The next morning, when Market Day was in full swing, the youth headed down in their bright yellow YETAM t-shirts to explain to market sellers and patrons what they had done and why they had done it. Their message was well received. Community members were thankful for the hard work the youth had performed, and therefore open to hearing their advice. At the end of the day there was a marked increase in people disposing of their trash appropriately.

Finally, the youth invited members of the village community and high-ranking officials to a workshop to discuss the causes of malaria and what could be done about it. My colleague Rebecca had arranged for a Peace Corps volunteer working on health education to come to the event to give a brief presentation. Unfortunately, only one community member apart from YETAM youth and facilitators attended the workshop. Thankfully this attendee was a member of the Sanitary Committee, so all was not lost. She arrived to the workshop quite late (just as we were finishing), so a short recap was given for her benefit.

The woman from the Sanitary Committee requested that the youth express their concerns to the village council, which they did two days later. The council was happy to receive the youth’s concerns and invited them to sing the national anthem at a special ceremony celebrating the arrival of the District Officer later in the week.

This ceremony turned out to be the closest thing to a festival I experienced during my time in Bamessing. Well over 1000 villagers attended the event. There was dancing and singing. There were masked characters called Ndobo, who shook fistfuls of brush at passers-by. (Check out this link for a great post on Ndobo by Plan USA’s Linda Raftree.) There were Muslim men in full regalia riding bucking, wild horses. There were flute players, and drummers, and dignitaries. Everyone arrived dressed in their finest traditional outfits. The Fon of Bamessing (the village ruler), a proud mountain of a man, oversaw the ceremony from the perch of his throne. If his hulking stature weren’t enough to separate him from the massive crowd outside the palace, he was seated on top of an authentic (and I’m sure locally made) animal skin rug to emphasize his authority.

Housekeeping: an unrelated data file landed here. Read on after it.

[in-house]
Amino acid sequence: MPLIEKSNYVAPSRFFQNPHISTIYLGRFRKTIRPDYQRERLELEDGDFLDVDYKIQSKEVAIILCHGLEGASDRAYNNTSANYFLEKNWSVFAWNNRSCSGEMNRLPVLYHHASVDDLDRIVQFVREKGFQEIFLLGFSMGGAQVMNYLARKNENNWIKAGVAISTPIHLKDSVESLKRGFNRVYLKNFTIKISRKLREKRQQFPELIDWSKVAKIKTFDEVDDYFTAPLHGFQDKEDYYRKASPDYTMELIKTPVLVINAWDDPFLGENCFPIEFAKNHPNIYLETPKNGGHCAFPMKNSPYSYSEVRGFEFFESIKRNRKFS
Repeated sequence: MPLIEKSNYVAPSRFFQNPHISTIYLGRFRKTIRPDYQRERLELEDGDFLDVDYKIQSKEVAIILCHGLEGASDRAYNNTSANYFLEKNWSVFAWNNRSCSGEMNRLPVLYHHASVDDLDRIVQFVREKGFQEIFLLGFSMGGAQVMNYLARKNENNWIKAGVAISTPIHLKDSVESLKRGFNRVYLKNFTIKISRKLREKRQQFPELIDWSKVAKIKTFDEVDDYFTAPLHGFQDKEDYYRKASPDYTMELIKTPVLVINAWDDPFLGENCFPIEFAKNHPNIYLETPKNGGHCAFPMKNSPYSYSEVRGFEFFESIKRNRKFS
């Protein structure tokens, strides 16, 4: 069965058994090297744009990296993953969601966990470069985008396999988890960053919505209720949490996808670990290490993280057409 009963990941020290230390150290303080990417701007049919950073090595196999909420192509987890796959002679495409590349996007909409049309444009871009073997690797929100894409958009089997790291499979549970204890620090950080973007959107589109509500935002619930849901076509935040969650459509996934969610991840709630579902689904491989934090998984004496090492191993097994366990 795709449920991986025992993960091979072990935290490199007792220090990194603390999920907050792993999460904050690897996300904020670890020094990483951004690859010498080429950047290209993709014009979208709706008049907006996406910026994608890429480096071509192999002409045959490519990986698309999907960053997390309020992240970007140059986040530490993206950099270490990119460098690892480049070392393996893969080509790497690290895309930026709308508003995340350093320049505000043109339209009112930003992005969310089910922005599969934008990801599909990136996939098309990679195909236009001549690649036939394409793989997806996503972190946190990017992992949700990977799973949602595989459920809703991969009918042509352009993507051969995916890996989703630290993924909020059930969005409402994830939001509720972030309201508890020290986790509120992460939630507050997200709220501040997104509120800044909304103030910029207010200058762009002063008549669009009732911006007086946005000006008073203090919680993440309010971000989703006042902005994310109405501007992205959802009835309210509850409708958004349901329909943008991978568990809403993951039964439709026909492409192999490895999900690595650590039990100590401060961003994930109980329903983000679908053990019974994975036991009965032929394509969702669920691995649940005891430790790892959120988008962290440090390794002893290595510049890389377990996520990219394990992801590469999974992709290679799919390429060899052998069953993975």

YETAM was represented at the event in two ways: First, several of the youth led the singing of the national anthem. Second, the President of YETAM Bamessing, Martin, gave a short speech informing the District Officer about the activities of YETAM. His was the only speech not given by a high-ranking dignitary. Martin presented the District Officer with a copy of a Small-Grant Project Proposal To Increase School Attendance in the Bamessing Community which the youth had written for an upcoming advocacy project.

It cannot be over-emphasized how big an event this was for the community, and how impressive it was that the Village Council chose to make the YETAM youth such an integral part of the proceedings. Whether the youth’s efforts will lead to lasting behavioral change in the community is unknown, but it was a fascinating thing to see this project escalate over the course of the month. I couldn’t have had an experience like this without investing the length of time I did here this summer. And for me at least, that made the experience worthwhile.

Advertisements

Read Full Post »